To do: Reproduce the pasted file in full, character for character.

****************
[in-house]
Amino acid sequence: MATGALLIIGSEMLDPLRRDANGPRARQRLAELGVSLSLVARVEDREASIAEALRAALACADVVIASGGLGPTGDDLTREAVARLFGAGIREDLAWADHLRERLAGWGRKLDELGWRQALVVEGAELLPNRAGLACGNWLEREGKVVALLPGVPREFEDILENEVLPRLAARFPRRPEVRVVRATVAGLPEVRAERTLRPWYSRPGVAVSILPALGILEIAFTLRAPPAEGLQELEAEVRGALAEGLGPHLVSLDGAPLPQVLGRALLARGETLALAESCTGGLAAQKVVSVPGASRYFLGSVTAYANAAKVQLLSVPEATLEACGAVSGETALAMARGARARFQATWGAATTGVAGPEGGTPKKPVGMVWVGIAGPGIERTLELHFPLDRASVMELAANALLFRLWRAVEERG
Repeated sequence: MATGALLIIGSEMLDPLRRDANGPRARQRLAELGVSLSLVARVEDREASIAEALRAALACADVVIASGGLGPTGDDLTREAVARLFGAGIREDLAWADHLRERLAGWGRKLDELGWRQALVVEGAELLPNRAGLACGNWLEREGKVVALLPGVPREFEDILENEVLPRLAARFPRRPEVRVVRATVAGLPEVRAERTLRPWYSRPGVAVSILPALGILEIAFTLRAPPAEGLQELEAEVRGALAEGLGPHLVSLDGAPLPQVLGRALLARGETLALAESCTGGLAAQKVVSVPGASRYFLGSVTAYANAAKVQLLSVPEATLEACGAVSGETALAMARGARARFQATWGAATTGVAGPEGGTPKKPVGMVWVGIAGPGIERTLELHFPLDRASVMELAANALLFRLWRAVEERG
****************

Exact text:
[in-house]
Amino acid sequence: MATGALLIIGSEMLDPLRRDANGPRARQRLAELGVSLSLVARVEDREASIAEALRAALACADVVIASGGLGPTGDDLTREAVARLFGAGIREDLAWADHLRERLAGWGRKLDELGWRQALVVEGAELLPNRAGLACGNWLEREGKVVALLPGVPREFEDILENEVLPRLAARFPRRPEVRVVRATVAGLPEVRAERTLRPWYSRPGVAVSILPALGILEIAFTLRAPPAEGLQELEAEVRGALAEGLGPHLVSLDGAPLPQVLGRALLARGETLALAESCTGGLAAQKVVSVPGASRYFLGSVTAYANAAKVQLLSVPEATLEACGAVSGETALAMARGARARFQATWGAATTGVAGPEGGTPKKPVGMVWVGIAGPGIERTLELHFPLDRASVMELAANALLFRLWRAVEERG
Repeated sequence: MATGALLIIGSEMLDPLRRDANGPRARQRLAELGVSLSLVARVEDREASIAEALRAALACADVVIASGGLGPTGDDLTREAVARLFGAGIREDLAWADHLRERLAGWGRKLDELGWRQALVVEGAELLPNRAGLACGNWLEREGKVVALLPGVPREFEDILENEVLPRLAARFPRRPEVRVVRATVAGLPEVRAERTLRPWYSRPGVAVSILPALGILEIAFTLRAPPAEGLQELEAEVRGALAEGLGPHLVSLDGAPLPQVLGRALLARGETLALAESCTGGLAAQKVVSVPGASRYFLGSVTAYANAAKVQLLSVPEATLEACGAVSGETALAMARGARARFQATWGAATTGVAGPEGGTPKKPVGMVWVGIAGPGIERTLELHFPLDRASVMELAANALLFRLWRAVEERG